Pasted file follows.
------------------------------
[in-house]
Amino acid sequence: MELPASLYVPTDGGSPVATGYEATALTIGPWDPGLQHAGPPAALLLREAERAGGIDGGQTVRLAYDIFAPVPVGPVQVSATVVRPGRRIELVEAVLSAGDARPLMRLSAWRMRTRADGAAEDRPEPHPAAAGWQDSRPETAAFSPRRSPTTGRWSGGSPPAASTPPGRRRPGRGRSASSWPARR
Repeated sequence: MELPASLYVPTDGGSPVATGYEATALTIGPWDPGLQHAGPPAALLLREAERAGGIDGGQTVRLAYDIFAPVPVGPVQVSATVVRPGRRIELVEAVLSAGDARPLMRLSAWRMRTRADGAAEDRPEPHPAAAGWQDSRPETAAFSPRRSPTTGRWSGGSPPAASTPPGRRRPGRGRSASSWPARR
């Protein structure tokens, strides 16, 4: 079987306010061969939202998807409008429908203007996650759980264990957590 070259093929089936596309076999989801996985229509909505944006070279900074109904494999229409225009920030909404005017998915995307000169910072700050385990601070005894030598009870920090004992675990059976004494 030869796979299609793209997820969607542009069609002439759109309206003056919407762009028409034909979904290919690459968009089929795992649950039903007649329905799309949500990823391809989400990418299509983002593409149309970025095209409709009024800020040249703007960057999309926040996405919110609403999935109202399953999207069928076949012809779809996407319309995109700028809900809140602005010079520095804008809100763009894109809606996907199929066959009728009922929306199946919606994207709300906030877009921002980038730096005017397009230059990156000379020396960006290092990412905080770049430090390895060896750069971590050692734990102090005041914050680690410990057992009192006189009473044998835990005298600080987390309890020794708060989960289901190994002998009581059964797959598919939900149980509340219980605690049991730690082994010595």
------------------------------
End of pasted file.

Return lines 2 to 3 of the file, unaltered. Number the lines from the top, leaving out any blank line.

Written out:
Amino acid sequence: MELPASLYVPTDGGSPVATGYEATALTIGPWDPGLQHAGPPAALLLREAERAGGIDGGQTVRLAYDIFAPVPVGPVQVSATVVRPGRRIELVEAVLSAGDARPLMRLSAWRMRTRADGAAEDRPEPHPAAAGWQDSRPETAAFSPRRSPTTGRWSGGSPPAASTPPGRRRPGRGRSASSWPARR
Repeated sequence: MELPASLYVPTDGGSPVATGYEATALTIGPWDPGLQHAGPPAALLLREAERAGGIDGGQTVRLAYDIFAPVPVGPVQVSATVVRPGRRIELVEAVLSAGDARPLMRLSAWRMRTRADGAAEDRPEPHPAAAGWQDSRPETAAFSPRRSPTTGRWSGGSPPAASTPPGRRRPGRGRSASSWPARR